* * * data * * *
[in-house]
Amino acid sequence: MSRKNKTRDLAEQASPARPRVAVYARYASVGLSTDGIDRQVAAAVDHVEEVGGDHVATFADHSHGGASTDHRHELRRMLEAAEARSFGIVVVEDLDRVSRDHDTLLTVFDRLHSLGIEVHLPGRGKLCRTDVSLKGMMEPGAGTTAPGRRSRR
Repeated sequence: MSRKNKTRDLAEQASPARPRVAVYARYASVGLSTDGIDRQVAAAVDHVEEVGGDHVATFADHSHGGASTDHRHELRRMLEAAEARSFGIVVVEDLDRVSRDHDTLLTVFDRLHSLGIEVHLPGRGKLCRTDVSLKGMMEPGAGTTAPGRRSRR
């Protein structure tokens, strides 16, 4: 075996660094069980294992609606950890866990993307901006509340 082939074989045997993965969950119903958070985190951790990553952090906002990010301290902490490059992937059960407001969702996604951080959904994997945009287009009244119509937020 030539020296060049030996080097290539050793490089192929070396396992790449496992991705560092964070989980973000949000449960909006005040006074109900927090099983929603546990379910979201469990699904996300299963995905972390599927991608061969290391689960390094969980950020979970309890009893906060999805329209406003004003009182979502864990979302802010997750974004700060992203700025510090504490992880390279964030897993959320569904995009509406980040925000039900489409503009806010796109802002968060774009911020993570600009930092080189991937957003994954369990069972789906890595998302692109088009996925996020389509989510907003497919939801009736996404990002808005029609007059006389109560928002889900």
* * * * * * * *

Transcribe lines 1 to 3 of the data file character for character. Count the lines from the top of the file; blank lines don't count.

[in-house]
Amino acid sequence: MSRKNKTRDLAEQASPARPRVAVYARYASVGLSTDGIDRQVAAAVDHVEEVGGDHVATFADHSHGGASTDHRHELRRMLEAAEARSFGIVVVEDLDRVSRDHDTLLTVFDRLHSLGIEVHLPGRGKLCRTDVSLKGMMEPGAGTTAPGRRSRR
Repeated sequence: MSRKNKTRDLAEQASPARPRVAVYARYASVGLSTDGIDRQVAAAVDHVEEVGGDHVATFADHSHGGASTDHRHELRRMLEAAEARSFGIVVVEDLDRVSRDHDTLLTVFDRLHSLGIEVHLPGRGKLCRTDVSLKGMMEPGAGTTAPGRRSRR